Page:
War veterans say kayaking helps them cope with combat trauma
HACKBERRY, LA (KPLC) - Some war veterans have found effective ways to help cope with trauma they've brought home from combat.
It was a beautiful day in the marshes of Hackberry, far from the stresses of life. These kayakers are combat veterans learning to escape the demons they brought back from the battlefield.
Josh Droddy and he and his service dog, Grunt, are always together.
"He's been my little buddy. He's three years old. He goes everywhere I do," he said.
Droddy has severe PTSD and has struggled with illegal drug use but said now he's addicted to the outdoors —sunrises and sunsets.
"I came out here fishing with these people last year. I was hooked on meth and other drugs really bad a few years ago when I first got back from Iraq and tried committing suicide several times, I moved back to Louisiana, the outdoors programs and I got back into outdoors and fishing and it really saved my life," he said.
The veterans who have been involved with Heroes on the Water for a while have learned that being out there in a kayak and fishing is a kind of therapy you can't get in somebody's office or in the hospital.
Ken Gibson served in both Iraq and Afghanistan and suffers from physical injuries.
"My back. We had an IED (Improvised Explosive Device) go off underneath me. It broke a bunch of bones, my vertebrae spine and stuff. (It) messed up my legs pretty good," he said.
Gibson said it helps to think about other things.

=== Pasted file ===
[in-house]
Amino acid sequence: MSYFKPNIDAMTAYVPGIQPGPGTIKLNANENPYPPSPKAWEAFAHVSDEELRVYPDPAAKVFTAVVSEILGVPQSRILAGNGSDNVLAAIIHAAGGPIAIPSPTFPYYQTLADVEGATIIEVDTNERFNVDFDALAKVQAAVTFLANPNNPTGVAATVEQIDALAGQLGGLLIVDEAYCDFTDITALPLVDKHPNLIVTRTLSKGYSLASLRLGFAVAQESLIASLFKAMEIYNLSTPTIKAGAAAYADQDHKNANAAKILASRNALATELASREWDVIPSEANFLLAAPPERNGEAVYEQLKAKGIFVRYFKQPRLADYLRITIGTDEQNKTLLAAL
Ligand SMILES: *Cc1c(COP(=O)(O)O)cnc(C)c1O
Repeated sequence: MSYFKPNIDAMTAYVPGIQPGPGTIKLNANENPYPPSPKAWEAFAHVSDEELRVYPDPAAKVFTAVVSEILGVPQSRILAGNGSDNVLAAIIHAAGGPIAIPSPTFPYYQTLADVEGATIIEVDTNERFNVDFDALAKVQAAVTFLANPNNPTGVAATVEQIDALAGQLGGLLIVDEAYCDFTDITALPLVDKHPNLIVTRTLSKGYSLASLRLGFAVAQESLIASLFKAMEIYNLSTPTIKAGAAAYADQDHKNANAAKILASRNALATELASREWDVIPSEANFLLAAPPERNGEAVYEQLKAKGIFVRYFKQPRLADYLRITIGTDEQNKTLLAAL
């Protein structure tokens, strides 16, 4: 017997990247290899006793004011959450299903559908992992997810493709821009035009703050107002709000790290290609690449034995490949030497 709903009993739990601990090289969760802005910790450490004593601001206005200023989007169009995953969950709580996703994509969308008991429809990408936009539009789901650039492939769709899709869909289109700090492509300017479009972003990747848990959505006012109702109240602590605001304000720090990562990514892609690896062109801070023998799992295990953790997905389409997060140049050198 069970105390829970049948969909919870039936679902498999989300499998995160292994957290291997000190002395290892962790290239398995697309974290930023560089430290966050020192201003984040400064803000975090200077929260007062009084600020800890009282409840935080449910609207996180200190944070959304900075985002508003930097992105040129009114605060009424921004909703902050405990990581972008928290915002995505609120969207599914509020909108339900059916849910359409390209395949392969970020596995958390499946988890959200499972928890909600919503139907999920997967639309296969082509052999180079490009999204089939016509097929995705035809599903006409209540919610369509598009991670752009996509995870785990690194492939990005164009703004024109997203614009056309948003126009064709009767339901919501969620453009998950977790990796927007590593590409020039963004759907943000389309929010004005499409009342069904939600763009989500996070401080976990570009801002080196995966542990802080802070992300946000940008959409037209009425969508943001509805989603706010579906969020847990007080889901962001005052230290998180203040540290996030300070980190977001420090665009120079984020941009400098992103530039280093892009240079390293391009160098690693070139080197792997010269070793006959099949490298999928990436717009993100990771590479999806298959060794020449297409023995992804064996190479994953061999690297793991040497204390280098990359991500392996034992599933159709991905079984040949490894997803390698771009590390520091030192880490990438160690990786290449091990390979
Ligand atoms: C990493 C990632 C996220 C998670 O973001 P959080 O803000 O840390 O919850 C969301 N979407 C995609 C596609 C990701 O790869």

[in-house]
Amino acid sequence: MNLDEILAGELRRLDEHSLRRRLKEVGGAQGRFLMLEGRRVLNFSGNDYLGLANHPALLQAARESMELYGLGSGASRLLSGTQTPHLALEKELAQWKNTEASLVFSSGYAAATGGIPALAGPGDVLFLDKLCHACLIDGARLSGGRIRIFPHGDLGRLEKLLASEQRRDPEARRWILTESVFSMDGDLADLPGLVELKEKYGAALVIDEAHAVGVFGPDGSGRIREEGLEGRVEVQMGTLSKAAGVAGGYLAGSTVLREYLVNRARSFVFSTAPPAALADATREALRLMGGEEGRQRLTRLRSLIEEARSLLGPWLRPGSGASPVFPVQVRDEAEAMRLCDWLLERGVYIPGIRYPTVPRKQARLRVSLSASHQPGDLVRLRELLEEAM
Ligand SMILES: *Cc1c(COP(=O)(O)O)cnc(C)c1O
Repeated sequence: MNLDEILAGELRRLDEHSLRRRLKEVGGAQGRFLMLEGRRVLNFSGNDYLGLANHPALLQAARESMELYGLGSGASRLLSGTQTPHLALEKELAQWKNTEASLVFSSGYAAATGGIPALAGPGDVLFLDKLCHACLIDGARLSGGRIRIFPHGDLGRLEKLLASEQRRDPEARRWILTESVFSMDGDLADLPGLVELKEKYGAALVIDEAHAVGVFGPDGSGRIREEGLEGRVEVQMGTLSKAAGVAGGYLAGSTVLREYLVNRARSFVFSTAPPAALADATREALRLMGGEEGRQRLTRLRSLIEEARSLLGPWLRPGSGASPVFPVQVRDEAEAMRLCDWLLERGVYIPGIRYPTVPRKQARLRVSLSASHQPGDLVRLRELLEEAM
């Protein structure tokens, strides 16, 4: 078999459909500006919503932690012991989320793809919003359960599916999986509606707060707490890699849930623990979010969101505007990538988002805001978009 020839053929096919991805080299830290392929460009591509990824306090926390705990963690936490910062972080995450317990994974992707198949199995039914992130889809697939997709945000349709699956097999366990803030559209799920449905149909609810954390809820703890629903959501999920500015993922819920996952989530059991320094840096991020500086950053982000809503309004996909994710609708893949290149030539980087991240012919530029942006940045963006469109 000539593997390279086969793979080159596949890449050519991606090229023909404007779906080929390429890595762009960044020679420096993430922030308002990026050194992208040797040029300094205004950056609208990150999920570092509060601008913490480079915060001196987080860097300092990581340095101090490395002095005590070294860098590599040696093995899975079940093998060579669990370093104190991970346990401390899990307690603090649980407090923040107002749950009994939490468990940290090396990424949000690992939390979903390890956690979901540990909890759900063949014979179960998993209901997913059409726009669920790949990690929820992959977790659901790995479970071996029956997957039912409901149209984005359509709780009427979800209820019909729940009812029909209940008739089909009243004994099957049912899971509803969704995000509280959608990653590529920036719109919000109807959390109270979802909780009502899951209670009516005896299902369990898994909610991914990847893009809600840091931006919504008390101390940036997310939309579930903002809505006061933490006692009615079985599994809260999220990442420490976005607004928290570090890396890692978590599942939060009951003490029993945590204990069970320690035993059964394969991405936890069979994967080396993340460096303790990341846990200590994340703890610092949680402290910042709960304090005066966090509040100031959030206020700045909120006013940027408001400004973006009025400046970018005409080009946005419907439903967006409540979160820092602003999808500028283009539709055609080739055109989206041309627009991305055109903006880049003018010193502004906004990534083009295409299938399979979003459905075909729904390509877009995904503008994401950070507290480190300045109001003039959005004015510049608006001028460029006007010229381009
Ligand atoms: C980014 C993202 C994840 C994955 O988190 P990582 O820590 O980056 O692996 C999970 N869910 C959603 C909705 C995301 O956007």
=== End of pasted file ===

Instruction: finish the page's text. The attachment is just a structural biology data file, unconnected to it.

"It definitely helps you mentally getting a lot of stuff that stays on your mind all the time. It helps you focus on something else," he said.
This was his first time kayaking and Gibson said it won't be his last.
"It was amazing, I was thoroughly surprised. I thought it was going to hurt more doing it. I definitely want to do this again in the future," he said.
Droddy is the coordinator for the new Southwest Louisiana chapter of Heroes on the Water. A major goal of Heroes on the Water is to reduce the alarming numbers of veterans who commit suicide.
"21 soldiers a day is way too many and if we can stop at least one number, that's great," Droddy said.
More than anything Droddy said the organization's message is that those who suffer are not alone and no matter what, there's always hope.
This is the big weekend for the Southwest Louisiana chapter — it will hold its kick-off event Saturday and Sunday at Bell's Hunting Lodge in Hackberry.
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